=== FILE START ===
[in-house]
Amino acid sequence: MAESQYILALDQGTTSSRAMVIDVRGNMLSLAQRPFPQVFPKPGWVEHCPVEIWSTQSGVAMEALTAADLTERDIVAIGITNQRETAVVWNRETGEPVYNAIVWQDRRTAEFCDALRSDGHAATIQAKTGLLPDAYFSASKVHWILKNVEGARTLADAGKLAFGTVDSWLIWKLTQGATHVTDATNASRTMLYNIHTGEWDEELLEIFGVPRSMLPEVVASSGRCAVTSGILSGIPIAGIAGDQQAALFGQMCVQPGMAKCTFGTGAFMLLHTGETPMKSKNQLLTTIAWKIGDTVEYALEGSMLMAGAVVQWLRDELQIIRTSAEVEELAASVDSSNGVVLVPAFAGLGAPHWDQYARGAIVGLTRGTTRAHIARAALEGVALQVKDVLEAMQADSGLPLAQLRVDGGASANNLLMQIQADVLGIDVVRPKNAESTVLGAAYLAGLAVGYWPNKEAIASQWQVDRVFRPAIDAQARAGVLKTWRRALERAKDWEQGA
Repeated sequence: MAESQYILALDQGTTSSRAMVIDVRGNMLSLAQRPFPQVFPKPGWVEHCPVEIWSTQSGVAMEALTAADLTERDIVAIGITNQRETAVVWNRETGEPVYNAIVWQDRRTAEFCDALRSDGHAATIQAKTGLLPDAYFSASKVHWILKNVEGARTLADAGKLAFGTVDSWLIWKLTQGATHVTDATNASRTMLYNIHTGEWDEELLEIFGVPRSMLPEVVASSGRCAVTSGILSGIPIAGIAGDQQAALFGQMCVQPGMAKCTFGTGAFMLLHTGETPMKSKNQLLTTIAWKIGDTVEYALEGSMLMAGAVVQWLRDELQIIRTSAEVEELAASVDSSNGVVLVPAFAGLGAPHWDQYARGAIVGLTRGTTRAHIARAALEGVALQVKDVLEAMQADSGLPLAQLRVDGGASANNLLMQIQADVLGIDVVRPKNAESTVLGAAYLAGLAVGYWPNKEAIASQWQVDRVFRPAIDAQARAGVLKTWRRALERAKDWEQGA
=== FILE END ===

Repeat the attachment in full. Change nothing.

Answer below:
[in-house]
Amino acid sequence: MAESQYILALDQGTTSSRAMVIDVRGNMLSLAQRPFPQVFPKPGWVEHCPVEIWSTQSGVAMEALTAADLTERDIVAIGITNQRETAVVWNRETGEPVYNAIVWQDRRTAEFCDALRSDGHAATIQAKTGLLPDAYFSASKVHWILKNVEGARTLADAGKLAFGTVDSWLIWKLTQGATHVTDATNASRTMLYNIHTGEWDEELLEIFGVPRSMLPEVVASSGRCAVTSGILSGIPIAGIAGDQQAALFGQMCVQPGMAKCTFGTGAFMLLHTGETPMKSKNQLLTTIAWKIGDTVEYALEGSMLMAGAVVQWLRDELQIIRTSAEVEELAASVDSSNGVVLVPAFAGLGAPHWDQYARGAIVGLTRGTTRAHIARAALEGVALQVKDVLEAMQADSGLPLAQLRVDGGASANNLLMQIQADVLGIDVVRPKNAESTVLGAAYLAGLAVGYWPNKEAIASQWQVDRVFRPAIDAQARAGVLKTWRRALERAKDWEQGA
Repeated sequence: MAESQYILALDQGTTSSRAMVIDVRGNMLSLAQRPFPQVFPKPGWVEHCPVEIWSTQSGVAMEALTAADLTERDIVAIGITNQRETAVVWNRETGEPVYNAIVWQDRRTAEFCDALRSDGHAATIQAKTGLLPDAYFSASKVHWILKNVEGARTLADAGKLAFGTVDSWLIWKLTQGATHVTDATNASRTMLYNIHTGEWDEELLEIFGVPRSMLPEVVASSGRCAVTSGILSGIPIAGIAGDQQAALFGQMCVQPGMAKCTFGTGAFMLLHTGETPMKSKNQLLTTIAWKIGDTVEYALEGSMLMAGAVVQWLRDELQIIRTSAEVEELAASVDSSNGVVLVPAFAGLGAPHWDQYARGAIVGLTRGTTRAHIARAALEGVALQVKDVLEAMQADSGLPLAQLRVDGGASANNLLMQIQADVLGIDVVRPKNAESTVLGAAYLAGLAVGYWPNKEAIASQWQVDRVFRPAIDAQARAGVLKTWRRALERAKDWEQGA